Linux Logical Volume Manager (LVM) Deep Dive Tutorial

LVM, short for Logical Volume Manager, is awesome – and it doesn’t seem to get the attention it deserves. In this one-shot tutorial, I’ll show you why you should care about LVM, how to get started, some of the commands you can use to manage it, and more. You’ll even learn how to use it to take snapshots of your system!

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Commands Used

Resizing a logical volume

First, get a tiny bit of space back for tmp files (this command clears apt caches and etc):

sudo apt clean

Extend the logical volume

lvextend --resizefs -l +100%FREE /dev/mapper/vg_ubuntu-lv_root

Adding a disk to LVM

After adding a physical or virtual disk to the server, run the following commands.

Convert the new disk to an LVM physical volume

Note: Make sure you change “sdb” to the identifier of your drive):

pvcreate /dev/sdb
Add the new physical volume to the volume group
vgextend vg_ubuntu /dev/sdb
Check the status
vgdisplay
Extend the physical volume by 10GB (or however many “GB” you want)
lvextend -L +10G /dev/mapper/vg_ubuntu-lv_root
Grow the logical volume with ALL of the available space, without specifying a particular size
lvextend --resizefs -l +100%FREE /dev/mapper/vg_ubuntu-lv_root
Grow the filesystem to match the newly available space
resize2fs /dev/mapper/vg_ubuntu-lv_root
Check current available space
 df -h

Creating a brand-new LVM setup

Add a new virtual or physical disk to the server.

Note: For all of the below commands, change “sdc” to match your disk’s identifier

Convert the new disk to be an LVM physical volume

pvcreate /dev/sdc

Create the volume group

vgcreate vg_extra /dev/sdc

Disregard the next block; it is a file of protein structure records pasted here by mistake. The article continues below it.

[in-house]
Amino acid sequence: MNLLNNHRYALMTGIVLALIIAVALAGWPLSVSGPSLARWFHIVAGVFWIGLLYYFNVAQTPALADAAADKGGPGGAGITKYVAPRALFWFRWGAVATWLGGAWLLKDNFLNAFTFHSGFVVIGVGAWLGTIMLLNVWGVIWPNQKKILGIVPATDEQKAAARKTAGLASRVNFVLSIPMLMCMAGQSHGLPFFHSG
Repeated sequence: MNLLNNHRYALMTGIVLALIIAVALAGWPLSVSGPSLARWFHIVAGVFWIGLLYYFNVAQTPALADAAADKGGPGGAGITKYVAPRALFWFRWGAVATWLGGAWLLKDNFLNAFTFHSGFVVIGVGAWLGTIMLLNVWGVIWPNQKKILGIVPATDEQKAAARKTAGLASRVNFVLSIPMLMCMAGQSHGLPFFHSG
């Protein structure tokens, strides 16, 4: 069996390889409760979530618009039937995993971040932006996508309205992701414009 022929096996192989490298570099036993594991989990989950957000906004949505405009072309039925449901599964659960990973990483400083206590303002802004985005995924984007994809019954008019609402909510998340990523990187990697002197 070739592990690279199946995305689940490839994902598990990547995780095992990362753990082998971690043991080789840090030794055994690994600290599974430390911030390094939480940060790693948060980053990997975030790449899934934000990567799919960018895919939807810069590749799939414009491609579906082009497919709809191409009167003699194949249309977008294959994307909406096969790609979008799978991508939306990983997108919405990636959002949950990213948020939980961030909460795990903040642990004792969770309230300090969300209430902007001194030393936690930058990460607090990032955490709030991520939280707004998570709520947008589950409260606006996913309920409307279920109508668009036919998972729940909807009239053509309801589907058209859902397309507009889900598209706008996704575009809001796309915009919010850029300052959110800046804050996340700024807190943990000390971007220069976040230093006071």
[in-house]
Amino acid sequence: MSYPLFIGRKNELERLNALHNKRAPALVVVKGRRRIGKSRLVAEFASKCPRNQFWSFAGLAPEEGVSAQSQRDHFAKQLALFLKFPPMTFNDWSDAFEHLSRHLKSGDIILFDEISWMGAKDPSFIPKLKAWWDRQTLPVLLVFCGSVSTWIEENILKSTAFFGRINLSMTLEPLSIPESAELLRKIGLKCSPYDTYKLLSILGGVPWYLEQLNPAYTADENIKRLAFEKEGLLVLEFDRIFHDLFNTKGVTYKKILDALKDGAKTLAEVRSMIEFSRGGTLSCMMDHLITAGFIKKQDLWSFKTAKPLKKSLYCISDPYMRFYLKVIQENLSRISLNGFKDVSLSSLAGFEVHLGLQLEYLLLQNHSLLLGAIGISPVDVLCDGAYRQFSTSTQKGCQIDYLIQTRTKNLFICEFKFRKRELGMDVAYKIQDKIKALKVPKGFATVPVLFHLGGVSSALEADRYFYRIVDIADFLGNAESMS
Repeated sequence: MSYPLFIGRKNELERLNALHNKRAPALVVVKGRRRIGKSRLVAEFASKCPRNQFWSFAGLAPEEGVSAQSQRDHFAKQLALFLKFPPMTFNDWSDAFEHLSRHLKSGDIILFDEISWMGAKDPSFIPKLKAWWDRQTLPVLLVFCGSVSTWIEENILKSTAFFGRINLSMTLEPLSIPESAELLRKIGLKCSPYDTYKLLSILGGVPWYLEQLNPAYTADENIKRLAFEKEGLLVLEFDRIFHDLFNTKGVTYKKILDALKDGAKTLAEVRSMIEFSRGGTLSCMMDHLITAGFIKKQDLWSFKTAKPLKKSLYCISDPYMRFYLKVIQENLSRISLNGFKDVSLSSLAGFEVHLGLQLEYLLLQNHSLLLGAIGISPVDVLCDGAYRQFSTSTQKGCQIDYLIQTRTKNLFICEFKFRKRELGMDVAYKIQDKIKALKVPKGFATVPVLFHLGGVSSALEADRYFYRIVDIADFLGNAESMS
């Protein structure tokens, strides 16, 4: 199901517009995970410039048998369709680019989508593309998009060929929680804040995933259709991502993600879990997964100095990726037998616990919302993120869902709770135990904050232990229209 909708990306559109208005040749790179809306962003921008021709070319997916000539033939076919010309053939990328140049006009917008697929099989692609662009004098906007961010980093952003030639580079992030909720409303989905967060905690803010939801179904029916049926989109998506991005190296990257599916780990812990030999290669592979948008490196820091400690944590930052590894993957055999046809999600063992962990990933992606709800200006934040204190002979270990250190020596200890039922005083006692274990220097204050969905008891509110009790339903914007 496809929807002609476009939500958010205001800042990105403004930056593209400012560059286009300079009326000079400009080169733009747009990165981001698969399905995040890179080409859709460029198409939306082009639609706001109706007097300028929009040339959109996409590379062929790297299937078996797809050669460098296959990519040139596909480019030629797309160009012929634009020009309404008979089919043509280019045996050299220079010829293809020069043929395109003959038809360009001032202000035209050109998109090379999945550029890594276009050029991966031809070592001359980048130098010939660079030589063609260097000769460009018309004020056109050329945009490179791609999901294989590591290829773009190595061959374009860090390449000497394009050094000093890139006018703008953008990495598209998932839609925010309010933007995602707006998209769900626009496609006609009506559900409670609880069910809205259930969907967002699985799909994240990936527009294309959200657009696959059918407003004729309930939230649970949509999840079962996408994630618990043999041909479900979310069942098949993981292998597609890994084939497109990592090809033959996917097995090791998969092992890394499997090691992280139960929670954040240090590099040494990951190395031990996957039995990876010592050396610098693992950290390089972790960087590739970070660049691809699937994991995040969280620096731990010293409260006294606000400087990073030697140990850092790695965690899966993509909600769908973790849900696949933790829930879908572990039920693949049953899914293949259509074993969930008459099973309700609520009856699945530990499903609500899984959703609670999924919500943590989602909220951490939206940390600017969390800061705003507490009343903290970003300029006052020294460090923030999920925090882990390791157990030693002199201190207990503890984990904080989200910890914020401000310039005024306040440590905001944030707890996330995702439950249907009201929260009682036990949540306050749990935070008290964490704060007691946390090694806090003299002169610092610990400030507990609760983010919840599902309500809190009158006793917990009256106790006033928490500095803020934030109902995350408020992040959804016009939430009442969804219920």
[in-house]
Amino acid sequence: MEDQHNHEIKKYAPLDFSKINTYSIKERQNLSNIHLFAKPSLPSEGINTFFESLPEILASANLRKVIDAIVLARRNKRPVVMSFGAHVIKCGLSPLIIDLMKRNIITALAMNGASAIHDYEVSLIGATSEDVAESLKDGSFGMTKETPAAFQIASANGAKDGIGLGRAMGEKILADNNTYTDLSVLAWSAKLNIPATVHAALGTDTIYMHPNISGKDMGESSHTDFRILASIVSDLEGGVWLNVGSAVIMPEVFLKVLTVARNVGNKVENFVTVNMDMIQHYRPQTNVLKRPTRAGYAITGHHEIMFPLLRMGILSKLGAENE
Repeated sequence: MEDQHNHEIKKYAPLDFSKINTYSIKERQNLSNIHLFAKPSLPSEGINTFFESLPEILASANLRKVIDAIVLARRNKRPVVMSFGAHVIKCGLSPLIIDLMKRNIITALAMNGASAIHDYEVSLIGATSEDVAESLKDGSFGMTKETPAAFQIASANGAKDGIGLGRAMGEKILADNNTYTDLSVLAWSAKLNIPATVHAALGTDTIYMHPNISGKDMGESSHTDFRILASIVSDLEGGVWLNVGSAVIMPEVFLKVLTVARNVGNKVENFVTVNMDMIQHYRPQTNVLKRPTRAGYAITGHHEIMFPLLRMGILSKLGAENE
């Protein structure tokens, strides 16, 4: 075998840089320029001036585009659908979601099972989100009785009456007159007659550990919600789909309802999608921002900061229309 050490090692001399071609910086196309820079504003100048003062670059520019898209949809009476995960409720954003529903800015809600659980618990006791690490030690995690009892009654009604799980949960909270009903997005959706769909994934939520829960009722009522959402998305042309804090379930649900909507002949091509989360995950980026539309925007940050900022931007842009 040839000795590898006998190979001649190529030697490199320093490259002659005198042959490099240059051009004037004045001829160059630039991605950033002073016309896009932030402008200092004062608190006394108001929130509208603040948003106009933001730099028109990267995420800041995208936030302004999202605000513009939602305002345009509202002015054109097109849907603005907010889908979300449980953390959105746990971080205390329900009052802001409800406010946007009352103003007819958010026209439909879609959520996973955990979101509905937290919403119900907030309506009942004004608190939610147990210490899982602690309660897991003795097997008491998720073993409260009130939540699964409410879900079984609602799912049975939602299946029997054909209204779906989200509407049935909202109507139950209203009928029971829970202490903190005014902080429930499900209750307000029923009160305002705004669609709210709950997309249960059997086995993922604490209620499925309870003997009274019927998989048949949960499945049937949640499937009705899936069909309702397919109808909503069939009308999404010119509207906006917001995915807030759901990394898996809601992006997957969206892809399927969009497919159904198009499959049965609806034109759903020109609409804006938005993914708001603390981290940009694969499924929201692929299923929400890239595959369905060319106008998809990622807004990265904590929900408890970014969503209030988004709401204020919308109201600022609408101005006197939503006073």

Check the volume group

vgdisplay

Create a logical volume (named lv_logs in this example)

lvcreate vg_extra -L 5G -n lv_logs

Format the logical volume

mkfs.ext4 /dev/mapper/vg_extra-lv_logs

Create a directory to mount the new logical volume

mkdir /mnt/extra/logs

Mount the logical volume

mount /dev/mapper/vg_extra-lv_logs /mnt/extra/logs

Find the “block id” of the new logical volume

blkid /dev/mapper/vg_extra-lv_logs

Back up your fstab file to be safe

cp /etc/fstab /etc/fstab.bak

Edit the fstab file

nano /etc/fstab
Add a line to the fstab to mount the volume, similar to this
UUID=<BLOCK ID FOR LOGICAL VOLUME> /mnt/extra/logs ext4 defaults 0 2
Test the new mount, first making sure it’s not mounted
umount /mnt/extra/logs
Then test your fstab file (BEFORE rebooting)
mount -a

If no errors, then you’re all set.

Snapshots

Create a new snapshot

lvcreate /dev/mapper/<SOURCE VOLUMEGROUP NAME> -L 1G -s -n snapshot_name

View used space of snapshots

lvs

Mount a snapshot

mount /dev/mapper/vg_extra-web_snapshot_20200421 /mnt/extra/snapshot

Restore a snapshot

Umount the original volume:

umount /path/to/mounted/logical-volume

Restore the snapshot:

lvconvert --merge /dev/mapper/snapshot_name

Deactivate/reactivate to fresh it:

lvchange -an /dev/mapper/vg_extra-lv_web
lvchange -ay /dev/mapper/vg_extra-lv_web